- Prepare yourself for future health needs.
Unfortunately, as people age, their health deteriorates, and you must prepare yourself for this. If only one parent required assisted living care, then you have to ready yourself for them needing more intensive care later on in life. The parent that perhaps did not yet need this type of care will get to a point where their health starts to be affected as well. It is best to discuss this to a degree with your parents, concerning building an understanding what their wishes are. But other than that, this is something you will have to prepare yourself for in person.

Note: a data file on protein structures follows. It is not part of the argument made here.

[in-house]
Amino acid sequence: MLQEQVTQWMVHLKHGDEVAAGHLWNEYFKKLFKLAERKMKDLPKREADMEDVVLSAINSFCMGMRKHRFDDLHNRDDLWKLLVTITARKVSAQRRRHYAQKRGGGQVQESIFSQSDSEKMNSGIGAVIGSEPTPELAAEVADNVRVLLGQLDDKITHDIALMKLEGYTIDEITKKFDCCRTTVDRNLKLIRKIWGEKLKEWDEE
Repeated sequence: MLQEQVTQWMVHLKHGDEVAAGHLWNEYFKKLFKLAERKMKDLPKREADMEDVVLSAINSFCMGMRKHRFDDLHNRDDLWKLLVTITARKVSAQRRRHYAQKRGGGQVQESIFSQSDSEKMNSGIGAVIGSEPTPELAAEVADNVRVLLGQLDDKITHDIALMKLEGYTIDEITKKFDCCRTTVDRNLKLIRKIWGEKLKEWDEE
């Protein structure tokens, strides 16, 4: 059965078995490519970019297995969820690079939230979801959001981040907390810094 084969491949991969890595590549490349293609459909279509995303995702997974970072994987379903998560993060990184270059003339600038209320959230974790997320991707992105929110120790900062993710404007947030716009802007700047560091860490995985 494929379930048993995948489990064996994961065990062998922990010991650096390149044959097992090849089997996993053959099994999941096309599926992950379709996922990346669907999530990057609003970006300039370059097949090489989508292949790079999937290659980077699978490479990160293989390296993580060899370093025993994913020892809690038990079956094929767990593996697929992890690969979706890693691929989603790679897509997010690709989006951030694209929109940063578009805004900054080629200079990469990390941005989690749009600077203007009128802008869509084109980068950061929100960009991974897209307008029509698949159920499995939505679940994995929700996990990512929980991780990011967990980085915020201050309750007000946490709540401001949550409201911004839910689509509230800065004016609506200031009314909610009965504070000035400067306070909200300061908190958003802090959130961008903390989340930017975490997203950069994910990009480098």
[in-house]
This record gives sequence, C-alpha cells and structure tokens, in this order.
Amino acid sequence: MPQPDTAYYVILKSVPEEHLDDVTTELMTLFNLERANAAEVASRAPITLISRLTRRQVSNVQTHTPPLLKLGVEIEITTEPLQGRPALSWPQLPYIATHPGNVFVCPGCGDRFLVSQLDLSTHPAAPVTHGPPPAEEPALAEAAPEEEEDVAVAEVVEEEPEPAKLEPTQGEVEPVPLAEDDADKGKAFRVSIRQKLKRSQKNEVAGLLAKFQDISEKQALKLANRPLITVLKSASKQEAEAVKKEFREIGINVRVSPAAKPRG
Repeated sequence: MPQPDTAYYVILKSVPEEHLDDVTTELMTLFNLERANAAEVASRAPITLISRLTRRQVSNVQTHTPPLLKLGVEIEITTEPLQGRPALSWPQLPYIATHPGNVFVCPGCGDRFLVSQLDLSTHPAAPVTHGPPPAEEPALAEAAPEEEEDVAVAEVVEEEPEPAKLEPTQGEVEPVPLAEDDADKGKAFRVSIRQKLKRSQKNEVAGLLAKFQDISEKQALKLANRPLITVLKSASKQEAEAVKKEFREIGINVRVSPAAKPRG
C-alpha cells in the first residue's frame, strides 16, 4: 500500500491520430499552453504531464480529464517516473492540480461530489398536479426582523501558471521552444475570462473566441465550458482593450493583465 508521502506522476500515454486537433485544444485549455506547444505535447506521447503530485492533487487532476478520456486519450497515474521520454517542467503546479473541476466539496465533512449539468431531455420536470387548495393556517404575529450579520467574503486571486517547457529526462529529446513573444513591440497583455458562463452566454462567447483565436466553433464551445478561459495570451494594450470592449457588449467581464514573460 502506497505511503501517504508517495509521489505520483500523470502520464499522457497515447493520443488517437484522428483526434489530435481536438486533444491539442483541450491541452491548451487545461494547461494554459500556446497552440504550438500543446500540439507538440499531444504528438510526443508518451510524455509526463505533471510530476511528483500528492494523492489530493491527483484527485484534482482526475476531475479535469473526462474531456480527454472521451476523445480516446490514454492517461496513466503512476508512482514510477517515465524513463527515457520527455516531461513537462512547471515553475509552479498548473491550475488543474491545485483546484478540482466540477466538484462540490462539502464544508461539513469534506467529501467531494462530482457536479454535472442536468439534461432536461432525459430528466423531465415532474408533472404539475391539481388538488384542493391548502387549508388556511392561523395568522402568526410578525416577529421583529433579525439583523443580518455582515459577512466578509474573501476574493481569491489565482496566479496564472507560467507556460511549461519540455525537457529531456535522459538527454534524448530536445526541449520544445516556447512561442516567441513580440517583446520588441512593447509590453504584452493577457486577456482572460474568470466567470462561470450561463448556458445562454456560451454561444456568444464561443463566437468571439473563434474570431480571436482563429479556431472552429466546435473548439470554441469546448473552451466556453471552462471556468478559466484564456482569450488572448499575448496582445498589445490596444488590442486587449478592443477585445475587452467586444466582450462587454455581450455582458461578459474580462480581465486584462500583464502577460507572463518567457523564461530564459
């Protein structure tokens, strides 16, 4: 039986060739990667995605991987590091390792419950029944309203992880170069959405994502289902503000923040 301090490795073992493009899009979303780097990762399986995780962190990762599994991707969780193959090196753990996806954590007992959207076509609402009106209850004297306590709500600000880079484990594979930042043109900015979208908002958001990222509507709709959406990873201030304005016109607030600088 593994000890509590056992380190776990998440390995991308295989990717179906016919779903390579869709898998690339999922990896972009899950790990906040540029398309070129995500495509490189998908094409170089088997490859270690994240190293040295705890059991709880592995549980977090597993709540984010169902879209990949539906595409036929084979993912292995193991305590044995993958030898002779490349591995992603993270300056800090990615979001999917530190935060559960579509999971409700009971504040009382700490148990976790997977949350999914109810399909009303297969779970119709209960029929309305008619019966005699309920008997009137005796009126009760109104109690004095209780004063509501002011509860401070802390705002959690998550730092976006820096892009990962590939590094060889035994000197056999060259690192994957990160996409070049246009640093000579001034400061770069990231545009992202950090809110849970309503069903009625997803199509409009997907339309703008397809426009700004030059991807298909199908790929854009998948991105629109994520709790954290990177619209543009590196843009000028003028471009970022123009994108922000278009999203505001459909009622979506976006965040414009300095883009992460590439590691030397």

Aging is one of the greatest tragedies of life. It is a tough time, one in which people start to understand that they are nearing the end. They often feel like they have become a burden on others and this has a significant impact on their overall mental health and well-being. You, as their child, can help mitigate that to some degree by encouraging your parents to agree to move into an ALF, even if only one of the two actually needs it. Show your parents that there is no shame in asking for help but rather that it is a sign of strength. It means that they want to continue to enjoy their life, but in a way in which they receive support, safe, and comfortable. Last but not least, remember to visit them often, you are part of their social lifeline!